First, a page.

Thursday, January 18, 2007


The Client lands a panic job on us today. He needs the entire five year programme of work, broken down into set construct1on cost categories. The team is going to have to work flat out if we're going to achieve this in two days as needed.

Through the day however, the winds rise to gale force and then some and the message comes in that the Thelwell viaduct is closed.

Predictably enough at this point, the traffic diverts through Warrington and chaos ensues. Today this is helped along by trees falling and roofs being blown off and streets being closed as a result.

I ask the team if they'd like to head home early due to the transport bedlam that is building. Due to the rush job however, I have to be mean boss and ask them to take work with them. Still, one of us needs to stay in the office to cover the elements that can't be done remotely. I figure I'll pull a late one and hopefully kill two birds with one stone, break the back of the workload and sit out the worst of the traffic (the predictions are that the winds will drop later).

Our young graduate E commutes in by train from Manchester. I ignore the voices in my head that say "don't be a mother hen" and pass her my private mobile number and tell her to call if she's ever stranded.

I worry too much.

The office empties and in the peace and quiet that results (well if you ignore the sound of gale force winds outside) I manage to get a lot done.

Then my neighbour M from across the road rings and my heart sinks.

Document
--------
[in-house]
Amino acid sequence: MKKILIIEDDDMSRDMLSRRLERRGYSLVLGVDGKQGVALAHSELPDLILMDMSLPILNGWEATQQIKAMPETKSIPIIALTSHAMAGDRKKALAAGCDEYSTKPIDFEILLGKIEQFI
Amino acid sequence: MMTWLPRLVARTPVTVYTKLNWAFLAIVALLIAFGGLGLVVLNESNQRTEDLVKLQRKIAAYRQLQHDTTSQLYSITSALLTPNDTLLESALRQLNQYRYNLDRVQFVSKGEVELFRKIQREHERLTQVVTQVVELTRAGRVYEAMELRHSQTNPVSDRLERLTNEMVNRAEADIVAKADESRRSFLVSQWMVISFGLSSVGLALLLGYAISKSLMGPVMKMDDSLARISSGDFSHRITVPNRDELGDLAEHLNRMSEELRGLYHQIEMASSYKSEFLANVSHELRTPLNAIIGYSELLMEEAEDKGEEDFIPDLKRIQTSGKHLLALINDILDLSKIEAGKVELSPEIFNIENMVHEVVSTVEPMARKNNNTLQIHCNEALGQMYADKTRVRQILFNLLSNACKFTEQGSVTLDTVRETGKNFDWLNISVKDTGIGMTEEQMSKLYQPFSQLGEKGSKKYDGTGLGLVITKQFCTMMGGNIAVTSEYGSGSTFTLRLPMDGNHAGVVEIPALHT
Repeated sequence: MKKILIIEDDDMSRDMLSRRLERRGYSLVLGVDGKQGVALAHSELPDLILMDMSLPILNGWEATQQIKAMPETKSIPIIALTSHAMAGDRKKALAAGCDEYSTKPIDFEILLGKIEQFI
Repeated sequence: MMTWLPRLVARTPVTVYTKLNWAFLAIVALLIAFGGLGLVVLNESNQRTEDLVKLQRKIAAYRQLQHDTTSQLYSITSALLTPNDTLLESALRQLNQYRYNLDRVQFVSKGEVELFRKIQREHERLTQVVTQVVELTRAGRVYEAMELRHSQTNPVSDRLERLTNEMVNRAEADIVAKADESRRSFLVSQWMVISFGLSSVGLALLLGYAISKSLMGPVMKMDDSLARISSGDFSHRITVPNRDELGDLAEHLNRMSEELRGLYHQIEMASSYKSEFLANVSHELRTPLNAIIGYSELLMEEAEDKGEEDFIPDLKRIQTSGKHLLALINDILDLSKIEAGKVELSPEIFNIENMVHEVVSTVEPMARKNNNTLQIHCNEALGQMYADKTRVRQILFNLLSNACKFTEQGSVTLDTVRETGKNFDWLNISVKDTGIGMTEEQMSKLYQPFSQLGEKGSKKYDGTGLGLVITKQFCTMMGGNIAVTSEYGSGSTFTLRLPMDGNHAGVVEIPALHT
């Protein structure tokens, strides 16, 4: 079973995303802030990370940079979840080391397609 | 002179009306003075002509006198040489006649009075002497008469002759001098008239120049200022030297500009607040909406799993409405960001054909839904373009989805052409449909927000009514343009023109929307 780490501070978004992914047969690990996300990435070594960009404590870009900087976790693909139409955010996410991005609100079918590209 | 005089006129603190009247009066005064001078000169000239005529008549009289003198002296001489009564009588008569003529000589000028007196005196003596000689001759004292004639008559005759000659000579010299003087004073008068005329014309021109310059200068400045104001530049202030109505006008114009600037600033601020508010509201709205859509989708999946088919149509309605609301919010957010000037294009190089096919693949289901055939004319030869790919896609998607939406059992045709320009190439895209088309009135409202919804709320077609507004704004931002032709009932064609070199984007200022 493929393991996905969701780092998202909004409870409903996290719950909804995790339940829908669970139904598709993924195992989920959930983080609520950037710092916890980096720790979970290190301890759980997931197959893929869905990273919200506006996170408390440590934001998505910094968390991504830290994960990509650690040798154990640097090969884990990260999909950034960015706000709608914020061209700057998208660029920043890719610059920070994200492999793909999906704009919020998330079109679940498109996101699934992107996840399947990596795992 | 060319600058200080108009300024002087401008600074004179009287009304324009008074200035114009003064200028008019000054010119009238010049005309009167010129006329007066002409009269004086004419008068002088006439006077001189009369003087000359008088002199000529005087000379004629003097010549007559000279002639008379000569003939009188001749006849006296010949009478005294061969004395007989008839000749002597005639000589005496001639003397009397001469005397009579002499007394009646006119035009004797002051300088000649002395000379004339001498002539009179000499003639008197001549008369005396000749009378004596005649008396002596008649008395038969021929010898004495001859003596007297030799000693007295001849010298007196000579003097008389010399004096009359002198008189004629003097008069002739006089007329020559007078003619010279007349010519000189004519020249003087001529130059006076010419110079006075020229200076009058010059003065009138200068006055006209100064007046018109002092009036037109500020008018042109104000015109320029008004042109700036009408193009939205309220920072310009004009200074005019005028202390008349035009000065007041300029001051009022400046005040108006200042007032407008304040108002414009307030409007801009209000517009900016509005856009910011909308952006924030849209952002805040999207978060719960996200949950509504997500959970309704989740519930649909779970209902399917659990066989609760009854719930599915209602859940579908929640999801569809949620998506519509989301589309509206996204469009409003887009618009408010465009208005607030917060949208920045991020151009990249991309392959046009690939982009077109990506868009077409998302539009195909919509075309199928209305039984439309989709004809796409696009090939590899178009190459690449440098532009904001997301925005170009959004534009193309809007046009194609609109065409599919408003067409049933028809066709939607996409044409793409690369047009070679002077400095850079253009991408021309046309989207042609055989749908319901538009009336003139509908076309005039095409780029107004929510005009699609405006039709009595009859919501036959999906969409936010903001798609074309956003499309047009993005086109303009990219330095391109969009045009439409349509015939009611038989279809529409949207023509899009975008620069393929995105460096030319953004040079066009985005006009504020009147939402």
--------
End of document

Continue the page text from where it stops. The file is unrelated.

A huge willow tree has come down and hit the bungalow next to me. It's resting on their roof apparently. Unfortunately I don't have a day time contact number for the owner J either. Poor bloke - imagine coming home to that.

M fills me in on how the rest of the close is fairing. Another bungalow has lost part of its roof, a six foot wall has collapsed across the passageway (fortunately no one hurt) and various trees and lamposts are strewn across the ground. From what her son can see it looks like I've lost a small tree and a bit of fence, but sounds like I've got off light in the circumstances.

Then my phone rings again and it's E. The station is closed and there are no trains and no replacement buses.

Sometimes I'm right to worry I guess.

She makes her way back to the office and around 7pm we head off, wonderfully assisted on the way by the wonderful Stuart, who provides excellent traffic advice, updating us on which roads are closed as we go. We make it to her place in under an hour and a half (not bad in the circumstances) and then it takes me about another half hour to get back to mine.

In the darkness it's hard to assess the level of damage properly, but from what I can see there is remarkably little damage to J's house. The tree is resting on the roof, but its fall seems to have been retarded by the pavement around its roots. A few broken tiles maybe, but miraculously the roof doesn't appear to have been 'broken'. The full damage won't be clear though until the tree can be removed. Let's hope the wind tonight doesn't pick up too much again.


sally said...

Police slow???? They joke! There is a tree down in our road which just scraped the windows of the only bungalow in the road..our notice says Road Cloosed. More apt, I think.....

Kathryn said...

Oh my dear! We've been let off very lightly down here, I think. Hope all's well now things have calmed somewhat.

hugger steward said...

Excellent use of the word "retarded", by the way. Sometimes you really could only be an engineer ;-)